Sunday, May 27, 2012
SCLOC and Dairy Farmers Thank Lisa for a Great Letter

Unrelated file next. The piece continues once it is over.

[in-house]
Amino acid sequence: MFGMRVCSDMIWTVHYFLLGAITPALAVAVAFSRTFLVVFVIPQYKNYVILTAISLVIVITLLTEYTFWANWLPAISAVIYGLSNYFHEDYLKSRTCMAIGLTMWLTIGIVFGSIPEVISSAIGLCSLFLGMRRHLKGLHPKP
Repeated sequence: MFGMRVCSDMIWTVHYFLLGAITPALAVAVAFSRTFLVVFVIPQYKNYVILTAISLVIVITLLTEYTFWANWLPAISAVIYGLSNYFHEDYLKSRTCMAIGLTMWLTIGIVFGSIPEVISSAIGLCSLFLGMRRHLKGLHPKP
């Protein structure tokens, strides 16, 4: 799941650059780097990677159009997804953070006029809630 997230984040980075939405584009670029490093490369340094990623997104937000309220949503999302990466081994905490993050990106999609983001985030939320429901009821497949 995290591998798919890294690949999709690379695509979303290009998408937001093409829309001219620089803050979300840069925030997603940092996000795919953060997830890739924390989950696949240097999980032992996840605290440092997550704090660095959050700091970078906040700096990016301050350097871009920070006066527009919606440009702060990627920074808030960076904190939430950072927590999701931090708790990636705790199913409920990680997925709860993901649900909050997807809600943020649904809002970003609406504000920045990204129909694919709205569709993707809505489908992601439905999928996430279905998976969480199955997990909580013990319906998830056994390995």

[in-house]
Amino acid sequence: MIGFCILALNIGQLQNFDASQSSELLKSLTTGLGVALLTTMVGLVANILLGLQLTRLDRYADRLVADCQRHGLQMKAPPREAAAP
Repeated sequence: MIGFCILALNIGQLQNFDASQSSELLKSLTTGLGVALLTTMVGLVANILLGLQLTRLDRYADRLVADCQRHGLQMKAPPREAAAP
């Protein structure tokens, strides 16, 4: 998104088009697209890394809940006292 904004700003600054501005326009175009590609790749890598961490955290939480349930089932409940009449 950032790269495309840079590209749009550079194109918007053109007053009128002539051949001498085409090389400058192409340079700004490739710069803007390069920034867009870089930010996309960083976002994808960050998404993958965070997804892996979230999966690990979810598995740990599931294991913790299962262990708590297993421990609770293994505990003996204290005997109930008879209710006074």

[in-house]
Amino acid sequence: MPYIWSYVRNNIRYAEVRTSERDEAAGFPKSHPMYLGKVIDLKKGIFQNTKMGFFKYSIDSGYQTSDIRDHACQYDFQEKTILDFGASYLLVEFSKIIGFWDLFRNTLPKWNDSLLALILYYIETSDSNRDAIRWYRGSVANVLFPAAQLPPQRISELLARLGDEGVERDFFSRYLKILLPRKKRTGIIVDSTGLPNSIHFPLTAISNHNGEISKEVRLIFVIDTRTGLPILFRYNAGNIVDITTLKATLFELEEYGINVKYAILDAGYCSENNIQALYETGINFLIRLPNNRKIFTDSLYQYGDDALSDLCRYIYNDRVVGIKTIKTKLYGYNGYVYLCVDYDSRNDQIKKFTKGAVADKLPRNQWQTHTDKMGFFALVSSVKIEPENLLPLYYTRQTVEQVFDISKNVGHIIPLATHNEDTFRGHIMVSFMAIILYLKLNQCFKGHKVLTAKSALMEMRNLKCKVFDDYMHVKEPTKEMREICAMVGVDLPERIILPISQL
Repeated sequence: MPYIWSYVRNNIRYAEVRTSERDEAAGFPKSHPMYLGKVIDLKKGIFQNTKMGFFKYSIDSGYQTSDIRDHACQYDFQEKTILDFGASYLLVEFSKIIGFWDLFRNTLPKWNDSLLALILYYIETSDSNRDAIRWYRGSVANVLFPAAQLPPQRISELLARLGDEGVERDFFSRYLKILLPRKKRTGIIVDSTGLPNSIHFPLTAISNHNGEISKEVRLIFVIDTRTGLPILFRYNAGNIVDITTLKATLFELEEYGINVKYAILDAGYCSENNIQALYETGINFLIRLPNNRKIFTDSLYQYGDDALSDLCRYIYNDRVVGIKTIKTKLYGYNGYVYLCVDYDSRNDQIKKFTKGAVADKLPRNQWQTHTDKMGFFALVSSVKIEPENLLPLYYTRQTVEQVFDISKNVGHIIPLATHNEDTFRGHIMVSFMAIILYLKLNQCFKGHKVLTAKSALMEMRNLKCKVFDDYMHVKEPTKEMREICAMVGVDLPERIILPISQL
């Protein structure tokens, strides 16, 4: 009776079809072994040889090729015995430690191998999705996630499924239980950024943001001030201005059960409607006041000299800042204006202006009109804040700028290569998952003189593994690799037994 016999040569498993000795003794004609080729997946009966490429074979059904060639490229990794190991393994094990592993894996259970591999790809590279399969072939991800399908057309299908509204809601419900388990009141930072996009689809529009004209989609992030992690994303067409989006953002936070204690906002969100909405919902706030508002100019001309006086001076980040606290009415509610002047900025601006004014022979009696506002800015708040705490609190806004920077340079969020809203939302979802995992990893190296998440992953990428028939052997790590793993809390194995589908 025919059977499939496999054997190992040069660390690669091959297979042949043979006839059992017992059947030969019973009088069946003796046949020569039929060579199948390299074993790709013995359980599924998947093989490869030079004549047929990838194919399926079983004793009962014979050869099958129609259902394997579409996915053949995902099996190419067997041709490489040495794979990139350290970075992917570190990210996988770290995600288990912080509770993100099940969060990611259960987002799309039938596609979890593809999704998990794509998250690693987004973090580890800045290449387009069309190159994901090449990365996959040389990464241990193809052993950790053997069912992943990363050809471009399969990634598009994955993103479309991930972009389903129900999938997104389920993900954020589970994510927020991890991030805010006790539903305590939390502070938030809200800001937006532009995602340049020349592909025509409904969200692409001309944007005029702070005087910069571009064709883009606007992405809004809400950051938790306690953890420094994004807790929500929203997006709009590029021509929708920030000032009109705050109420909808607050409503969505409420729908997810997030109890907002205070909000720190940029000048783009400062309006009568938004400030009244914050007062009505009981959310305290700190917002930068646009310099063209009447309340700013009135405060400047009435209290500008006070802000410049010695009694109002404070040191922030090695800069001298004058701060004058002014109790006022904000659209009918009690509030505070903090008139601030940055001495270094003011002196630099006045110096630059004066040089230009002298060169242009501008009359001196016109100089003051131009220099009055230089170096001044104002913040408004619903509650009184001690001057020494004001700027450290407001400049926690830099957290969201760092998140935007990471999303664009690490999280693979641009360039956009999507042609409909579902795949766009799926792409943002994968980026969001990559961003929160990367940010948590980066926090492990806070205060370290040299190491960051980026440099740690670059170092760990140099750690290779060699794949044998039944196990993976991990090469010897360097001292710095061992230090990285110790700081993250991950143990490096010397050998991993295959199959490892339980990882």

Lisa Robinson Steuben County, NY Dairy Farmer Member, Steuben County Land Owners Coalition What would it mean to this dairy farmer from New York, if natural gas development were to resume? When first asked the above question, many things went through my mind. It would mean so many things for myself, my family and my community, but the word security is what really seemed to stand out to me as the common thread. Right now, a large number of New York dairy farmers are facing dire times, unsure of what the future holds for us. The lack of security we currently feel is frustrating, but most of all its scary. As the clock continues to tick away on upstate New York’s fate when it comes to the Marcellus, it also ticks away at the hope New York dairy farmers have of pulling through this economic crisis. What would it mean to this dairy farmer from New York, if natural gas development were to resume? It would mean having the financial security to be able to make life easier for my family. I could breathe a little easier knowing that further education for our children would be paid for. It would give options to our youth for their futures, meaning they could join the military by choice and not having to feel it is the only way to achieve a higher education. On a larger scale, natural gas development provides security in knowing our country can be energy self-reliant and not have anymore of our family members killed fighting for our freedom from other countries. Natural gas development would provide the security of knowing that much needed repairs and replacement of old equipment would not only make it more efficient to run the farm, it would also give the security of knowing the revenue is going back to the community in which we live and call home. This place we call home has been in our family since 1947 and we are anything but secure right now in our knowledge of it’s fate. For dairy farmers as a whole it can provide the security to know we will be able to operate our farm more efficiently, since those in charge have mysteriously forgotten how much it costs to produce 100 pounds of milk for the average farm here in New York which has 113 cows. The average cost to produce 100 pounds of milk is between $30.00 and $40.00 and the farmers only get paid between $16.00 and $23.00. At those prices, it’s hard to keep your head above water. It will bring the security of knowing that with the New York Department of Environmental Conservation (NYDEC) operating to protect the state’s natural resources we can develop this resource that will provide much needed jobs and wealth for our citizens. That is an especially comforting thought considering Steuben County is a leader in unemployment, high poverty levels, and property taxes in New York. This could bring much needed access to health care, as well, and the very reason for health care is to have security that if you or your loved ones becomes ill it does not have to be the end of the world or having to make the choice between food and medicine. We already have the security of knowing this is not a new practice in New York. The first natural gas well developed in New York was in 1821 (and was also the first natural gas well in the country). The first oil well developed in New York was in 1863. The first horizontal well was in 1989. And, hydraulic fracturing has been used for decades. We can feel secure knowing the NYDEC has strict regulations which first went into effect during 1963, were amended in 1981 and 2005, along with the FGEIS which went into effect with a SEQR in 1992. These regulations have done a good job in protecting our land, water, and public health. With the new SGEIS, these regulations have only become more strict in what they will require, adding to our protections. I want the security to know the minerals coming out of my land are not only benefiting our family, but also people in other parts of the state and country. It’s time for the NYDEC and Governor Cuomo to make a decision on the natural gas debate, and hopefully one that will provide a sense of security for generations to come. We’re depending on it.